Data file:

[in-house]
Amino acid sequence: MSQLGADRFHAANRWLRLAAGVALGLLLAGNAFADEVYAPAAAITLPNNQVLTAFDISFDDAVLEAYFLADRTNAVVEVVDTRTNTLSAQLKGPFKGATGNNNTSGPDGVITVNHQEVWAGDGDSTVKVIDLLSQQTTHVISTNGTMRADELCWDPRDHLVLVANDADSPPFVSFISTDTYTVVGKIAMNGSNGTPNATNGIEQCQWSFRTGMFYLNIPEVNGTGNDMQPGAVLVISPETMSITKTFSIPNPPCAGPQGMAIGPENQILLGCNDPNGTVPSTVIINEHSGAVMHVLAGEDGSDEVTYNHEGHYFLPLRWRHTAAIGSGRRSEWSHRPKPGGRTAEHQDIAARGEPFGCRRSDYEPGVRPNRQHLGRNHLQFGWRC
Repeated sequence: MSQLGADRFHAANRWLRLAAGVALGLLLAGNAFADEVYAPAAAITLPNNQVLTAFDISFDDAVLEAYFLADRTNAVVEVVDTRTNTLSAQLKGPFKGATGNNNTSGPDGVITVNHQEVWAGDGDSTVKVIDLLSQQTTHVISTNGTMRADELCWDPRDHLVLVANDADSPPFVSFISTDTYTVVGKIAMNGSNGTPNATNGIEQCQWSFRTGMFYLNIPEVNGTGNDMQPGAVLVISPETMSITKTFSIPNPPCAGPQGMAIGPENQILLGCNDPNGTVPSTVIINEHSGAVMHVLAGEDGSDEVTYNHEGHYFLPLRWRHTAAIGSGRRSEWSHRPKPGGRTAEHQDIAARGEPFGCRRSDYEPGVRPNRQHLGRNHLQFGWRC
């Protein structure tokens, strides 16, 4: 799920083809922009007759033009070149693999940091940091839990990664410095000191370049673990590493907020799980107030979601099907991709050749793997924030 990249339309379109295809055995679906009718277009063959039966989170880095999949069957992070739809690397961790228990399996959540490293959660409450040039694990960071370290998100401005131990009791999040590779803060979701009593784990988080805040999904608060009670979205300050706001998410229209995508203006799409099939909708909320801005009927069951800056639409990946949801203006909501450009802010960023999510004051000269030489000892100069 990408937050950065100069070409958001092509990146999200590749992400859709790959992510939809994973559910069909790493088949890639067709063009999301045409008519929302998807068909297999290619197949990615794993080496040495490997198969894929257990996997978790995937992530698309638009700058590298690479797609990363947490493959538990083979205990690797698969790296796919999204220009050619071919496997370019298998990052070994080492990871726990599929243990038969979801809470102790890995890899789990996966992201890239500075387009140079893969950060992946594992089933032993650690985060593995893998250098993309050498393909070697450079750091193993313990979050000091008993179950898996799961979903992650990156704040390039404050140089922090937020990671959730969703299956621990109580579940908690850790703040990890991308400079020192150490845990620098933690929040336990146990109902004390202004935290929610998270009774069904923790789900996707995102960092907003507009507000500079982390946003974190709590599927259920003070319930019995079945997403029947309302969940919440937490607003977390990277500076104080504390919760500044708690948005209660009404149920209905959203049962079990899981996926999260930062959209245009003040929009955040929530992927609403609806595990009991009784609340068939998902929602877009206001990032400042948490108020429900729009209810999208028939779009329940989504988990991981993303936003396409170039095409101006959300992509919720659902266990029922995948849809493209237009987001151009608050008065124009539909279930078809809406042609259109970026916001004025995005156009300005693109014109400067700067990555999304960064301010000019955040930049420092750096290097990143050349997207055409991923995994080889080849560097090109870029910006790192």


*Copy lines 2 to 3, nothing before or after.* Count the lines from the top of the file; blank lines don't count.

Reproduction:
Amino acid sequence: MSQLGADRFHAANRWLRLAAGVALGLLLAGNAFADEVYAPAAAITLPNNQVLTAFDISFDDAVLEAYFLADRTNAVVEVVDTRTNTLSAQLKGPFKGATGNNNTSGPDGVITVNHQEVWAGDGDSTVKVIDLLSQQTTHVISTNGTMRADELCWDPRDHLVLVANDADSPPFVSFISTDTYTVVGKIAMNGSNGTPNATNGIEQCQWSFRTGMFYLNIPEVNGTGNDMQPGAVLVISPETMSITKTFSIPNPPCAGPQGMAIGPENQILLGCNDPNGTVPSTVIINEHSGAVMHVLAGEDGSDEVTYNHEGHYFLPLRWRHTAAIGSGRRSEWSHRPKPGGRTAEHQDIAARGEPFGCRRSDYEPGVRPNRQHLGRNHLQFGWRC
Repeated sequence: MSQLGADRFHAANRWLRLAAGVALGLLLAGNAFADEVYAPAAAITLPNNQVLTAFDISFDDAVLEAYFLADRTNAVVEVVDTRTNTLSAQLKGPFKGATGNNNTSGPDGVITVNHQEVWAGDGDSTVKVIDLLSQQTTHVISTNGTMRADELCWDPRDHLVLVANDADSPPFVSFISTDTYTVVGKIAMNGSNGTPNATNGIEQCQWSFRTGMFYLNIPEVNGTGNDMQPGAVLVISPETMSITKTFSIPNPPCAGPQGMAIGPENQILLGCNDPNGTVPSTVIINEHSGAVMHVLAGEDGSDEVTYNHEGHYFLPLRWRHTAAIGSGRRSEWSHRPKPGGRTAEHQDIAARGEPFGCRRSDYEPGVRPNRQHLGRNHLQFGWRC